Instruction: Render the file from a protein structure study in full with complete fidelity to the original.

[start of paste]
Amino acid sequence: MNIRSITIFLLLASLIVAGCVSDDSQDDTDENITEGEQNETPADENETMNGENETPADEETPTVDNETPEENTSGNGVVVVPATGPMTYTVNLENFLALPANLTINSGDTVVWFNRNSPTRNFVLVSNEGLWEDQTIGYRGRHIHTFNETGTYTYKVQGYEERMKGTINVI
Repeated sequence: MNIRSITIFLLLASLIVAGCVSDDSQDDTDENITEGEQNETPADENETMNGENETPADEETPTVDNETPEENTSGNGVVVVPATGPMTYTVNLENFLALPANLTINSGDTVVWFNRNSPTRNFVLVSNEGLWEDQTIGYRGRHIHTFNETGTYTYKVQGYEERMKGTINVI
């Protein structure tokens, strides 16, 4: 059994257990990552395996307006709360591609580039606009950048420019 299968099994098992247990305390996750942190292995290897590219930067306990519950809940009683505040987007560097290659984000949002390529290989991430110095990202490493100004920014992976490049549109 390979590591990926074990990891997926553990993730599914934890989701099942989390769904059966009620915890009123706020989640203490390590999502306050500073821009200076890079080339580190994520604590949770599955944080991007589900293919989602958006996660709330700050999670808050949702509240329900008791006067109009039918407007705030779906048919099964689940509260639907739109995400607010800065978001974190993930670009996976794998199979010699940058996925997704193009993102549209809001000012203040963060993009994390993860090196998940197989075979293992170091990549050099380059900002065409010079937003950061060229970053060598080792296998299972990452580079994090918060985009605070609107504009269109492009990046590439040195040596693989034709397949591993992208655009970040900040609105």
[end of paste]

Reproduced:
Amino acid sequence: MNIRSITIFLLLASLIVAGCVSDDSQDDTDENITEGEQNETPADENETMNGENETPADEETPTVDNETPEENTSGNGVVVVPATGPMTYTVNLENFLALPANLTINSGDTVVWFNRNSPTRNFVLVSNEGLWEDQTIGYRGRHIHTFNETGTYTYKVQGYEERMKGTINVI
Repeated sequence: MNIRSITIFLLLASLIVAGCVSDDSQDDTDENITEGEQNETPADENETMNGENETPADEETPTVDNETPEENTSGNGVVVVPATGPMTYTVNLENFLALPANLTINSGDTVVWFNRNSPTRNFVLVSNEGLWEDQTIGYRGRHIHTFNETGTYTYKVQGYEERMKGTINVI
């Protein structure tokens, strides 16, 4: 059994257990990552395996307006709360591609580039606009950048420019 299968099994098992247990305390996750942190292995290897590219930067306990519950809940009683505040987007560097290659984000949002390529290989991430110095990202490493100004920014992976490049549109 390979590591990926074990990891997926553990993730599914934890989701099942989390769904059966009620915890009123706020989640203490390590999502306050500073821009200076890079080339580190994520604590949770599955944080991007589900293919989602958006996660709330700050999670808050949702509240329900008791006067109009039918407007705030779906048919099964689940509260639907739109995400607010800065978001974190993930670009996976794998199979010699940058996925997704193009993102549209809001000012203040963060993009994390993860090196998940197989075979293992170091990549050099380059900002065409010079937003950061060229970053060598080792296998299972990452580079994090918060985009605070609107504009269109492009990046590439040195040596693989034709397949591993992208655009970040900040609105």